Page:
Aunt Liz


In my childhood my family used to visit my Grandfather’s place in northwestern Connecticut for a week or a weekend here and there. Usually we would stay nearby in an antique farmhouse with my aunts, uncles and slightly older cousins and later in a large boarding house bought by my uncle Bill as a vacation place. Mostly we just hung out there and marched around playing army games arranged by my cousin Web or played kick the can or a nighttime variation called German Spotlight.

FishingDoolittle4
Author at Doolittle Lake 1973

Sometimes in the summer my cousin David and I were rousted out of bed at 4:30 in the morning by my aunt Liz to go fishing on Benedict Pond nearby. We got in the station wagon with various rods and spinning reels and tackle boxes. We had an old, wooden grey rowboat that probably belonged to my grandfather stashed by the pond and we loaded up our fishing poles and shoved off. Aunt Liz rowed while Dave and I trolled our lines from the stern. We mostly turned up Perch and nasty Pickerel, a spiny, spiky, slippery thing that was difficult to get off the hook. Back they went into the pond worse for the wear to look for a bug or another shiny spinner flashing by. These were warm, early summer days. The pond was peaceful as the sun came up and the fish started to eat bugs off the surface of the pond. The only sounds were our hushed voices, the creak of wooden oars, and David peeing off the stern. Often, we snagged a lily pad and had to work to get the hook and line back in the boat.

I remember only once (?) one of us hooked a good-sized bass, the prize we were apparently after. I think we had a rubber worm on the hook. Aunt Liz was thrilled and coached us through the struggle with the fish, alternately giving it some line and reeling it closer to the boat. Then she was out with the net and giving it a clubbing with the end of an oar. Six pounds of pure joy for Aunt Liz. It might have been three pounds or ten, but this is a fish story. We trolled for a little longer, but we had what we were after. On shore Aunt Liz cut the fish down its belly, cleaned out the guts and wrapped it up in wet grass.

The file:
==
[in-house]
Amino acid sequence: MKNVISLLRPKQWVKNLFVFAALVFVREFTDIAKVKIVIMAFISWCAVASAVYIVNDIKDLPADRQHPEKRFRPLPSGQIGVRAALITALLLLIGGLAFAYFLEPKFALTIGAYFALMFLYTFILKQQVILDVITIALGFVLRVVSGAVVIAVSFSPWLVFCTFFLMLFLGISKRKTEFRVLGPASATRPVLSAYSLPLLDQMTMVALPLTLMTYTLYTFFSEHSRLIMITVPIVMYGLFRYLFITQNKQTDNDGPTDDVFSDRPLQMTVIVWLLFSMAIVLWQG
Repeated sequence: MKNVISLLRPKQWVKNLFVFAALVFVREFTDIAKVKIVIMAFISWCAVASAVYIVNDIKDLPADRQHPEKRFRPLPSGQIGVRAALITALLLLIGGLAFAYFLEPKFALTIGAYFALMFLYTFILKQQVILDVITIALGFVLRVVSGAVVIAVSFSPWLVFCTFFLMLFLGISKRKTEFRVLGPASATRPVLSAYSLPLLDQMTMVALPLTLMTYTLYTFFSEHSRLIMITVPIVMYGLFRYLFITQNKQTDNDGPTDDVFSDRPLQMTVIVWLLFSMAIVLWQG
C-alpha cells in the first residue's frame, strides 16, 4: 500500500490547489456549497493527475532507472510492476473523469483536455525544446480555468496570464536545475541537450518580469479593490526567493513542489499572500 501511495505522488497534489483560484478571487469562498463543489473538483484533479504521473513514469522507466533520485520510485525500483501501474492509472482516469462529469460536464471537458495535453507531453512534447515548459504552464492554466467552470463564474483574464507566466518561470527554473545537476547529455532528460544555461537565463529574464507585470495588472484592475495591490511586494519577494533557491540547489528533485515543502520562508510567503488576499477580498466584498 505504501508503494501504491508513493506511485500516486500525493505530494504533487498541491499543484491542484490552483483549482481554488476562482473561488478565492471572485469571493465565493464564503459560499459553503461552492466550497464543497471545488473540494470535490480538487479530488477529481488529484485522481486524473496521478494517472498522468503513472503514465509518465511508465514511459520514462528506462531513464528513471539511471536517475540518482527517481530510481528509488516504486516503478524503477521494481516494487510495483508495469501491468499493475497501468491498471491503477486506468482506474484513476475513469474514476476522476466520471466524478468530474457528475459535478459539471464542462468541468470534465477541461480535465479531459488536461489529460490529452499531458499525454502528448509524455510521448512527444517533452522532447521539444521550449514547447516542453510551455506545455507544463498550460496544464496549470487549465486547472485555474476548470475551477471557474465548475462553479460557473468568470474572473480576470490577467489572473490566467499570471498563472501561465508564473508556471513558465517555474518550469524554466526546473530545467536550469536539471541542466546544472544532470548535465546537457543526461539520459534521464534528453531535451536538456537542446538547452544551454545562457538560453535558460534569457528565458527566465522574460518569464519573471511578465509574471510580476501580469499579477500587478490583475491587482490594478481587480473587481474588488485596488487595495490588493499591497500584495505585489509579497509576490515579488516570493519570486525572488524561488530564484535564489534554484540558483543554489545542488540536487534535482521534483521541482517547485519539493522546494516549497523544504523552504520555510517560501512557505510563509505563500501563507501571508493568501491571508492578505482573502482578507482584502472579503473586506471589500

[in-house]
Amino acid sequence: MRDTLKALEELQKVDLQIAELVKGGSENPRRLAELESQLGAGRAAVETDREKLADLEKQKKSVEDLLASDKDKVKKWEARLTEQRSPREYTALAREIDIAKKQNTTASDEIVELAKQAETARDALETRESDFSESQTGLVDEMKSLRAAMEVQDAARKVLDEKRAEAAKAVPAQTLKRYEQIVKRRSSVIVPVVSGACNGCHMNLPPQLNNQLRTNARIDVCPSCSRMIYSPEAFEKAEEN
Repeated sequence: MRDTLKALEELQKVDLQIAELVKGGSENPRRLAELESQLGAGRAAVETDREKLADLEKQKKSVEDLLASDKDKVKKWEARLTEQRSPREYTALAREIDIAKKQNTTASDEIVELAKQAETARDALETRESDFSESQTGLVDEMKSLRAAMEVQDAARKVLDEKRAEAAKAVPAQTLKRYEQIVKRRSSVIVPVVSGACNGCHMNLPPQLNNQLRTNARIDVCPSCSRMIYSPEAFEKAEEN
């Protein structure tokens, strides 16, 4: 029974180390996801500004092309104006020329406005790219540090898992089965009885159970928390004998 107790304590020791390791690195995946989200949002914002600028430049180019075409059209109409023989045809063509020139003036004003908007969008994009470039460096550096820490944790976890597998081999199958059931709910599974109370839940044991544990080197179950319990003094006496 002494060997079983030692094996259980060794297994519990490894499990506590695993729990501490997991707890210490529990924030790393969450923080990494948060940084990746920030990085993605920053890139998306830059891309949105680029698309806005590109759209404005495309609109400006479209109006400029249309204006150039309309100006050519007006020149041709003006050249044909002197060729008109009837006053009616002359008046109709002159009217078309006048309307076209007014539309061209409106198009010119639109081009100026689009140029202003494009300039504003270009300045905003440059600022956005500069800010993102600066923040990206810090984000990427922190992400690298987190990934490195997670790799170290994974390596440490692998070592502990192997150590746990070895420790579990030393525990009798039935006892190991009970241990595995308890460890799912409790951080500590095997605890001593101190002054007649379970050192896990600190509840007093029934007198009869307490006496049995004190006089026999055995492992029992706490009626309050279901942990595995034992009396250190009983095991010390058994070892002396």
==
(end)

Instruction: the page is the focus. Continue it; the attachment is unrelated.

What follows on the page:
Then back in the car and a short ride home as the sun came up. Bass for breakfast. Maybe a trip to Doolittle Lake for a swim later. We could always count on Aunt Liz to advocate for ice cream on the way home.


Matthew W. Atkinson, 2020


Note: Aunt Liz is my late sister-in-law. Matthew is my son.


 

Serendipity: A Climbing Vignette (~1980s)

Occasionally the world of climbing, though we’ve always sensed it to be fairly compact, proves to be so small as to surprise us.

On Cathedral Ledge one morning, topping out on Toe Crack, I looked across to the second pitch belay on Thin Air with an eye to traversing over to continue to the top. But the route was pretty busy so I moved up and right into the chimney on Standard Route, either to wait out Thin Air or to rap down to do another climb. A couple of guys rappelling from higher up appeared and joined us in the wait. The wait proved long—there was a line at the bottom of Thin Air, and then climbers approaching from below in our own chimney and so—idle chat ensued.

Hardly a minute into our conversation one of the guys reached over to me and, indicating my rack, said “I have a wired stopper just like that one: booty from a climb I did this spring.”  I was astonished and replied, to his equal astonishment: “And I know where you found it: on the top pitch of Knight’s Gambit at Ragged’s main cliff.” “Wow, right!” he said, “how did you know?” “Because that stopper was mine,” I replied.

The guys were indeed from Connecticut.  My stoppers were unique because I had filed in them distinctive grooves to enhance their placement security. I recounted how, the year before, I had placed the piece. My second couldn’t get it out and, after having rappelled down to try myself, I couldn’t either. And so, I really hammered it in, thinking that it would probably be there forever.

That evening in the parking lot, as we were gearing down and cracking open our beers, a car drifted by with an arm extended from the passenger side window—in the hand of which was my lost stopper.


More climbing vignettes:
Bobo to the Rescue
The Gendarme
“Travails” With Charley